When Chelsea Grayson took over as CEO of True Religion at the end of 2018, she knew the brand had fallen from its earlier days of glory. According to Grayson, True Religion was one of the definitive streetwear brands coming up in Los Angeles in the early 2000s, but it lost its way. Now, she’s on a mission to reinvent the brand as a modern bona fide streetwear brand.

“True Religion was the pinnacle, but then it fell away,” said Grayson, who was most recently the CEO of American Apparel. “It was trying to be all things to all people. After I sold American Apparel and then joined here, the mission was to reestablish ourselves as a leader in that space.”

In 2017, the brand filed for Chapter 11 bankruptcy protection, attributing its decline to its failure to adapt to a shifting retail environment favoring online shopping. Grayson said another part of it was that people were not buying $300 jeans like they used to.

To turn things around, Grayson has made two strategic hires: Earlier this week, she brought on Allen Onyia, the founder of streetwear site UpscaleHype, as artistic director. And she announced Kristen Stewart, formerly of Cushnie, as vp of e-commerce and marketing back in February. Between the three of them, they plan to revamp True Religion — from its products to its communications to its retail model — to be in line with the current streetwear model. That starts with thinking beyond denim.

“Denim defined streetwear when I was growing up, and True Religion was a leader there,” said Onyia. “But streetwear has expanded more into sportswear, and True Religion hasn’t made that its focus. That’s what I’m trying to do. The brand has always been denim-first. We will bring in more joggers and sweatpants, but we are not going to lose touch with what people know the brand for.”

The rise of streetwear has not been kind to denim. Sweatpants, joggers and leggings are dominant in the streetwear world, and last year, elastic-waist pants outperformed jeans for the first time ever. Onyia said True Religion will be focusing heavily on these categories, while still maintaining its denim lines.

Other denim brands like American Eagle have said there’s a gap in the streetwear market for a strong denim brand that they’re trying to fill. Onyia believes this is a space True Religion can take.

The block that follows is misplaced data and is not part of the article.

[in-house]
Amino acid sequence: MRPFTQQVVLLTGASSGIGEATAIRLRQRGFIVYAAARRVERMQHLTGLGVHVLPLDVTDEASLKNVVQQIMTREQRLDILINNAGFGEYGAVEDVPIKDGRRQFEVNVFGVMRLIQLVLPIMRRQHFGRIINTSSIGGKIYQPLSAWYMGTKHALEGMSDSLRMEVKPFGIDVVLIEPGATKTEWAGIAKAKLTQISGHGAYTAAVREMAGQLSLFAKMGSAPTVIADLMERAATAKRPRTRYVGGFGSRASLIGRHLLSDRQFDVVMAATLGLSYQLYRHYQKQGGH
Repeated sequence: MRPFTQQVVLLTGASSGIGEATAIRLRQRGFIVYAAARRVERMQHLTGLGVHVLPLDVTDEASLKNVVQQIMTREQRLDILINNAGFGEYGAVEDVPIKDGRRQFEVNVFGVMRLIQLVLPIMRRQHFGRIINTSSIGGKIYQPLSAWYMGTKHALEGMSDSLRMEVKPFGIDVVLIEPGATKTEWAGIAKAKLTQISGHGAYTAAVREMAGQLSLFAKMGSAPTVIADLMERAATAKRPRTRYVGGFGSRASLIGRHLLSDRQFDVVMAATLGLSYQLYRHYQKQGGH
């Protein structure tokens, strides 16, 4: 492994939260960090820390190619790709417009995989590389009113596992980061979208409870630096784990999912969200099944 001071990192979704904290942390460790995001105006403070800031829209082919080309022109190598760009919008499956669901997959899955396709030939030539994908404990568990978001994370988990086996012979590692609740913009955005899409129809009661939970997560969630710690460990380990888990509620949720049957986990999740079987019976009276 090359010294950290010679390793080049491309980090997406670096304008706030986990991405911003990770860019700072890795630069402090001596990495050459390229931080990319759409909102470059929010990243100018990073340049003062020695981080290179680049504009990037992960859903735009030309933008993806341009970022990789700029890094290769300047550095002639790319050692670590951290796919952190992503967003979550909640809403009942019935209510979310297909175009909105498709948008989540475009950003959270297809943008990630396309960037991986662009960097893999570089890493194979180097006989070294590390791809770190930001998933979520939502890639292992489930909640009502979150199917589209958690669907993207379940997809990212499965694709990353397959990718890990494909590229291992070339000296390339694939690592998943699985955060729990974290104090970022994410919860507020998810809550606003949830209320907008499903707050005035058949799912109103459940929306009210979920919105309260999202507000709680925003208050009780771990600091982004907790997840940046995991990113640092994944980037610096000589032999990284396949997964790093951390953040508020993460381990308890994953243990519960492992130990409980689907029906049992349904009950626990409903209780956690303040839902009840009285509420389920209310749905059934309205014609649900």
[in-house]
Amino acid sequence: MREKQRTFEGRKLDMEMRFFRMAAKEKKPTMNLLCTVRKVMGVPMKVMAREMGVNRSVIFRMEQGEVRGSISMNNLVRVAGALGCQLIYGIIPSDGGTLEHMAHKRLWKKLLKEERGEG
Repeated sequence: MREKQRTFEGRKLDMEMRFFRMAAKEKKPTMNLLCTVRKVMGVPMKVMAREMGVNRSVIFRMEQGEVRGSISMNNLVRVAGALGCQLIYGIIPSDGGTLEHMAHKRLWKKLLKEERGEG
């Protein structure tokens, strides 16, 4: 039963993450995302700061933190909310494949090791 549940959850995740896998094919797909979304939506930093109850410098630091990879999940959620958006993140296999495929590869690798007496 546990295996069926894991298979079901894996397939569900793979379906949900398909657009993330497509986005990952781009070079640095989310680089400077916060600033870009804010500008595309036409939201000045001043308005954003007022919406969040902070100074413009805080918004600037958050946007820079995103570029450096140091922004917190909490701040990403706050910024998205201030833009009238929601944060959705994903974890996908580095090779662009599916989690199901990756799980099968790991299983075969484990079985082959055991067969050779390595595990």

“There’s definitely a gap there,” he said. “Obviously with guys like Kanye and Pharrell, they’ve helped move streetwear away from denim. I think where denim is now, you see higher-end brands like Gucci and Vetements. They do a lot of print application, text and embroidery. That’s how we are going to differentiate ourselves from what we’ve done in the past and stand out in streetwear. There’s room for someone to come and put a flag down, and say, ‘This is what streetwear denim looks like.'”

The brand will be going “full streetwear” in other areas, as well. Grayson said that collaborations will be a major strategy going forward, with five set to roll out in the next 12 months. The lineup of collaborations, which Grayson teased would contain several big names but would not reveal who, will be a big part of the marketing strategy to position True Religion as a major streetwear brand. In addition, True Religion will also de-emphasize seasonal drops in favor of limited-run drops. 

A number of brands have been looking to streetwear to revitalize their lagging customer bases. American Eagle partnered with a sneaker reseller to bring streetwear heads into the store, while brands like Crocs have collaborated with major streetwear figures.

For True Religion, the real challenge lies in convincing new and lapsed customers that the brand is turning things around. In service of that goal, the brand has made a point of being present at major streetwear events like ComplexCon.

“The biggest thing for us is just reintroducing the brand,” said Stewart. “We have a loyal customer we will never abandon, but there’s a whole new group of people who have been born since True Religion’s heyday and people who used to shop here who don’t anymore. We want to reintroduce ourselves to them.”